Adult Learners Need Relevant and Relatable Training

Using intelligent social engineering techniques, cybercriminals know how to tailor their cyber attacks to their recipients. An employee in HR receives a very different phishing email than the customer service representative in a call center or the salesperson who is traveling and accessing the network remotely.

And this is exactly why organizations must place a premium on role-based security awareness training. Just as cybercriminals change their approach based on their audience, the same must be done for security awareness training content and delivery models.

With role-based training, you can meet the unique needs of the people in your organization – answering their questions, addressing their challenges, and providing training that meshes with their job responsibilities and expectations.

Role based security awareness training shows your employees that you understand and appreciate the unique challenges and demands they deal with on a day-to-day basis. This reinforces to your employees, that you do care about their unique needs and are doing your best to help them.

How Adults Learn

Cookie-cutter one-size fits all training used to be the standard. The belief was that any training is better than no training. However, we know that adult learners only learn when the training material is relevant, accessible, and engaging.

Leading learning theorist John Keller identified four keys to adult learning success, known as the ARCS Model of Motivation:

  1. Attention. To capture attention, the content and delivery method approaches should include active participation, conflict, humor, variety, and real-world examples. Humor and conflict are not applicable for all subject matters but can be powerful in keeping people engaged.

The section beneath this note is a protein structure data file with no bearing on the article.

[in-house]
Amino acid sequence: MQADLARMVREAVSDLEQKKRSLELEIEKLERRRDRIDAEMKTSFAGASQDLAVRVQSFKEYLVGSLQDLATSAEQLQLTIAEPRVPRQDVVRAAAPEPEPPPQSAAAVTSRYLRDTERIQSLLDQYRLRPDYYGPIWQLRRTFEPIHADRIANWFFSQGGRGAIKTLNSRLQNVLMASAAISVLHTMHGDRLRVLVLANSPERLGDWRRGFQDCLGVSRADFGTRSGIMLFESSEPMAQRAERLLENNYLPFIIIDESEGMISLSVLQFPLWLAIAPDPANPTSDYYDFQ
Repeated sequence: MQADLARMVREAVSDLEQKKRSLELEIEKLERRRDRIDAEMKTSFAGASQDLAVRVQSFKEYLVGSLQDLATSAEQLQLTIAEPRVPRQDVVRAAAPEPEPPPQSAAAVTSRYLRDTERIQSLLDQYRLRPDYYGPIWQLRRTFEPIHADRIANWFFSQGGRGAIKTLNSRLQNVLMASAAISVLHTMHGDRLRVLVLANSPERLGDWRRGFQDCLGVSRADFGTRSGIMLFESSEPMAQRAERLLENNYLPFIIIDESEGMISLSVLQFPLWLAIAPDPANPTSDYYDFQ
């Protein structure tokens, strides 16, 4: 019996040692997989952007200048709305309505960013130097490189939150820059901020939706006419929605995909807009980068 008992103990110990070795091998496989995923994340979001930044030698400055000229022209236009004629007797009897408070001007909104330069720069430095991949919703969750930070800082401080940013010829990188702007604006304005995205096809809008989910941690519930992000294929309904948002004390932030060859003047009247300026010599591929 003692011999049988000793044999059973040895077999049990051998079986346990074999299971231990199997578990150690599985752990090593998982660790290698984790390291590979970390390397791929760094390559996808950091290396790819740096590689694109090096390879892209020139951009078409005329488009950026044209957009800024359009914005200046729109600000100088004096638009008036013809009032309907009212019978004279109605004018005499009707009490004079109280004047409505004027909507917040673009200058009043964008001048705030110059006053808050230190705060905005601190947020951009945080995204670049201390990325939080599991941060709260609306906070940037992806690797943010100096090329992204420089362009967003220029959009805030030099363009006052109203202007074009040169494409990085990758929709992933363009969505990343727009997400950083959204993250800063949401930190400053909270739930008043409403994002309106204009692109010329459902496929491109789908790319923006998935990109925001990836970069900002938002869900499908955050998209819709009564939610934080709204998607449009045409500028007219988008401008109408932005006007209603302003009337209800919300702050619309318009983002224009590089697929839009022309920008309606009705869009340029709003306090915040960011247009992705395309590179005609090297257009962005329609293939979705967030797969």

2. Relevance. Relevant training uses real-world examples, gives people tools and knowledge that solves their immediate challenges, uses language that connects with the recipients, gives people choices in how they learn, and shows people how this training has helped others succeed. This helps underscore the relevance of the material and shows that you’re meeting people where they are.
  3. Confidence. People need to believe that they can learn and succeed. Use training that gives people feedback on their progress, uses small steps to encourage incremental learning pathways, makes it clear what the end goal is of the training, and lets people choose how they learn (microlearnings, gamified training, longer courses, etc.).
  4. Satisfaction. The lessons learned only last when people feel satisfied and proud of what they accomplished. Training that rewards success with a leaderboard approach or score and then gives people a chance to immediately apply the new knowledge (phishing simulations, gamified training), is key to getting people to remember what they have read and heard.

This learning model underscore the benefits of role-based security awareness training.

When people are exposed to training that they can identify with, they are much more likely to become engaged and interested. To further capitalize on this, you need to put an emphasis on extending the lessons learned with real-life based simulations, gamifications, and interactive learning opportunities.

Bridging Awareness Gaps with Role Based Security Awareness Training

Mandatory training is a challenge for any organization. To get beyond the everyday barriers that come with internal training, give your employees training that captures their attention and shows them how they will benefit from the training.

When researching security awareness training options, think of how people communicate, interact with data, and do on a day-to-day basis.

The 5-step security awareness framework helps you give people security awareness training that meets your objectives and employee roles: